EDTA-treated plasma collected after the erythrocytes were separated by gravitation provided the highest yield of the spiked Lyme spirochete DNA. The specific 16S rDNA was detected by primary PCR only in the unspun EDTA plasma after the original whole blood sample was spiked with 1,000 spirochetes per microliter. When the plasma was separated from the RBCs by routine centrifugation, the spiked spirochete DNA was barely detectable by primary PCR Image 3. Primary PCR failed to detect spirochete DNA in the serum separated from the blood clot with or without centrifugation.
In 50 blind-coded EDTA normal human plasma samples, 16 of which were spiked with 5 to 1,000 Lyme spirochetes per microliter, the species-specific 16S rDNA was detected in all 16 spiked samples by the nested PCR method. The 34 unspiked samples were found to be negative by primary and nested PCR, indicating a robust detection rate of 100% by this protocol with no cross-contamination.
Using unspun plasma and synovial fluid for the detection of B burgdorferi 16S rDNA, nonspecific amplification of human genomic DNA might be observed in the nested PCR gel when the samples were negative for Lyme disease spirochete DNA. However, amplification of nontarget DNA in the human plasma samples positive for B burgdorferi was negligible Image 4. When the target DNA template for the PCR primers was present, nontarget DNA amplifications were largely suppressed. The suppression of nontarget DNA amplification by target DNA with fully matched complementary sequences at the PCR primer binding sites was demonstrated by artificially introducing a trace of preamplified primary PCR products of the 16S rDNA into the otherwise negative nested PCR system. The result was a suppression of all visible nonspecific amplicons in the nested PCR Image 5. Publication of laboratory data with blinded patient identities was approved by the Milford Hospital Institutional Review Board (Milford, CT).
B burgdorferi 16S rDNA was readily eluted from the engorged deer tick specimens by ammonium hydroxide solution at high temperature even when the insects had been archived and dry in storage for more than 6 months. In 1 random sampling, Lyme spirochete DNA was detected in 5 of 10 dried archived engorged insects Image 6 that had been grossly identified as Ixodes species.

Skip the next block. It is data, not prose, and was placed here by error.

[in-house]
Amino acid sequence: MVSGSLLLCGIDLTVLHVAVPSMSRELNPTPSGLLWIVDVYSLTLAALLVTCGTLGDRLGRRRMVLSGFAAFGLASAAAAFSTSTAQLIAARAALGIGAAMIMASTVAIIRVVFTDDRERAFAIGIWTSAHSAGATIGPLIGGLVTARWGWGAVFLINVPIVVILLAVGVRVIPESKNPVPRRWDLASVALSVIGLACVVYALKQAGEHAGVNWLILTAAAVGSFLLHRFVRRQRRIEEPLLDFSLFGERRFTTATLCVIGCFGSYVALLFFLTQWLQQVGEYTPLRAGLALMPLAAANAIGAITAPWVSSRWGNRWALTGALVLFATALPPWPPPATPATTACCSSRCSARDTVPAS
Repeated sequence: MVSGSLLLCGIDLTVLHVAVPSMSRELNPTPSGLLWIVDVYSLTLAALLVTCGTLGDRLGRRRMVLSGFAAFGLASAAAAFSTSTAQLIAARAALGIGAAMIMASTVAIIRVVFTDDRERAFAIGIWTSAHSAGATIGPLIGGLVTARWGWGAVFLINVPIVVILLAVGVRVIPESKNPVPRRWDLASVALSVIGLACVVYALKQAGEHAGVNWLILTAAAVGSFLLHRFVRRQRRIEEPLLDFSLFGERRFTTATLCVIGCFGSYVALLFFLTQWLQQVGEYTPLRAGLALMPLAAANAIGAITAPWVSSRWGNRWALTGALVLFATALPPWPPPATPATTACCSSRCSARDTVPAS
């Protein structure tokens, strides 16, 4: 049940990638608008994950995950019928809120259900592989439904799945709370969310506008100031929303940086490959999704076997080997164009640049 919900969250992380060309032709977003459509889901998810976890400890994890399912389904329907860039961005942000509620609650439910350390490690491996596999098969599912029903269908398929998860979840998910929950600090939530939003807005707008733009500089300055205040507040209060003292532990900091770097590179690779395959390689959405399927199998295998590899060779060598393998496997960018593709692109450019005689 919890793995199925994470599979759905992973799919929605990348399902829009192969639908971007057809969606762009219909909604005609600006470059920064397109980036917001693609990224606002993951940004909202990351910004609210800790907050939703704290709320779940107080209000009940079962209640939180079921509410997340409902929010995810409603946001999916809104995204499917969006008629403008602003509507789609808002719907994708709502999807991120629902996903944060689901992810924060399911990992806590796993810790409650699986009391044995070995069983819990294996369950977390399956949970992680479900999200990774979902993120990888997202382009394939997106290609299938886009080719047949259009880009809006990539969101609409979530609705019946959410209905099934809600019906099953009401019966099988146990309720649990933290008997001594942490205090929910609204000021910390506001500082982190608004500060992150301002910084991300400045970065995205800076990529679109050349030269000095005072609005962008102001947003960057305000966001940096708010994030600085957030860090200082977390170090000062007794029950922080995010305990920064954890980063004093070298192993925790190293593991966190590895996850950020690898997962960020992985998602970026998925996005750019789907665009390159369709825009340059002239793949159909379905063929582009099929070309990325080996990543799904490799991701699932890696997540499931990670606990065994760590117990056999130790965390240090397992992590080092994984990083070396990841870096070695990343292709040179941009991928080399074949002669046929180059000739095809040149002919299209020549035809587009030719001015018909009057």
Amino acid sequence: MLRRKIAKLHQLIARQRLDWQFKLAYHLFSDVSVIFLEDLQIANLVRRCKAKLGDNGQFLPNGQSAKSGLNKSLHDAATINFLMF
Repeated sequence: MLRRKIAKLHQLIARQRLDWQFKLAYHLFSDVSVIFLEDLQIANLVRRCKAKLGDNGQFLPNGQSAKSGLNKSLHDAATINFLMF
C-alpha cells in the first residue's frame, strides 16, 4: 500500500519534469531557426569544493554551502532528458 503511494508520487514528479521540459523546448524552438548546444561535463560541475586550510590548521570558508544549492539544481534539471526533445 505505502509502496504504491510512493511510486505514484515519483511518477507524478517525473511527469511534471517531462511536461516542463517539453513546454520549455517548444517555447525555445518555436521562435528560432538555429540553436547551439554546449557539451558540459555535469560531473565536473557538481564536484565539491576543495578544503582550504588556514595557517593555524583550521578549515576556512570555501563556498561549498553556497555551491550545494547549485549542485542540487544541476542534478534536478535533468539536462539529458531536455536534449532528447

The purpose of this study was to optimize a nested (heminested) PCR-based protocol for detection of B burgdorferi sensu lato or its species-specific DNA in human body fluids. Nested PCR has been used to increase the sensitivity in Lyme disease DNA testing in clinical samples.24 We have confirmed that the sensitivity of a nested PCR is 100 to 1,000 times higher than that of a nonnested PCR in detecting the species-specific 16S rDNA. Although nested PCR can detect a single spirochete or its DNA equivalent, a nonnested PCR requires 100 to 1,000 spirochetes to generate a visible band on the gel electrophoresis plate (Image 1). Because the digestate used for each PCR amplification is derived from 1 μL of a liquid sample and there is a single gene for 16S rRNA25 in one B burgdorferi spirochete, our data suggest that the threshold for 16S rDNA nested PCR detection is 1,000 spirochetes per milliliter of body fluids.
All nucleic acid–based molecular tests involve determination of the order, namely the sequence, of the 4 nucleotide bases in the target DNA or RNA molecule in question, directly or indirectly. The technology of PCR, nested or non-nested, is a means of replicating the target DNA, although this process of in vitro replication of DNA also depends on sequence-specific complementary binding between the nucleotide primer and the template to initiate its enzymatic primer extension reaction. It is not exactly a tool for sequence determination of the target DNA.
In the current protocol, the purpose of PCR is to generate a template suitable for direct automated Sanger reaction, which is a technology to determine DNA sequence precisely.26 When a nested PCR amplicon is proven to contain a segment of a 50-base DNA sequence fully matched with the signature sequence of B burgdorferi sensu lato 16S rDNA stored in the GenBank between the TEC1 and LD2 primer binding sites (Image 2), molecular validation of B burgdorferi genetic materials in the clinical specimen is established without a reasonable doubt.